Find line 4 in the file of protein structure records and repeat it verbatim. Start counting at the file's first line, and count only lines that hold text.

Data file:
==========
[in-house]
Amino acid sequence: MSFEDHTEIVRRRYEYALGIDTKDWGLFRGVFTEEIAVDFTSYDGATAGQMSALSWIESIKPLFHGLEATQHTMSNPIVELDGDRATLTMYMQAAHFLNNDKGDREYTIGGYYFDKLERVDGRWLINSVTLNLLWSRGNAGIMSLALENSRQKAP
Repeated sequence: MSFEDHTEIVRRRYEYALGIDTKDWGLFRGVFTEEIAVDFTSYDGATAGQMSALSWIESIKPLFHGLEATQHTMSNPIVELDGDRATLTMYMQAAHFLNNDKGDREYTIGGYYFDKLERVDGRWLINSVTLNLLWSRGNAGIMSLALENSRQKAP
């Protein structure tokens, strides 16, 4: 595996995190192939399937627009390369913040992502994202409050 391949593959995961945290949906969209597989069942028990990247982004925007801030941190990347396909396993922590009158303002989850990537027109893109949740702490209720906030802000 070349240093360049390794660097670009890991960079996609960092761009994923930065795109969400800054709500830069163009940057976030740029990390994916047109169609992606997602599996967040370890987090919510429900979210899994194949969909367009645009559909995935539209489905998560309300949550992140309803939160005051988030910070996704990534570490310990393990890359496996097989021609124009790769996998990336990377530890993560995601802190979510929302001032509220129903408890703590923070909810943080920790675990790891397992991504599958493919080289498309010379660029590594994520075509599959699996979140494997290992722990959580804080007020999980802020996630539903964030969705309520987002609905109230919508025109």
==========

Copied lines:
């Protein structure tokens, strides 16, 4: 595996995190192939399937627009390369913040992502994202409050 391949593959995961945290949906969209597989069942028990990247982004925007801030941190990347396909396993922590009158303002989850990537027109893109949740702490209720906030802000 070349240093360049390794660097670009890991960079996609960092761009994923930065795109969400800054709500830069163009940057976030740029990390994916047109169609992606997602599996967040370890987090919510429900979210899994194949969909367009645009559909995935539209489905998560309300949550992140309803939160005051988030910070996704990534570490310990393990890359496996097989021609124009790769996998990336990377530890993560995601802190979510929302001032509220129903408890703590923070909810943080920790675990790891397992991504599958493919080289498309010379660029590594994520075509599959699996979140494997290992722990959580804080007020999980802020996630539903964030969705309520987002609905109230919508025109």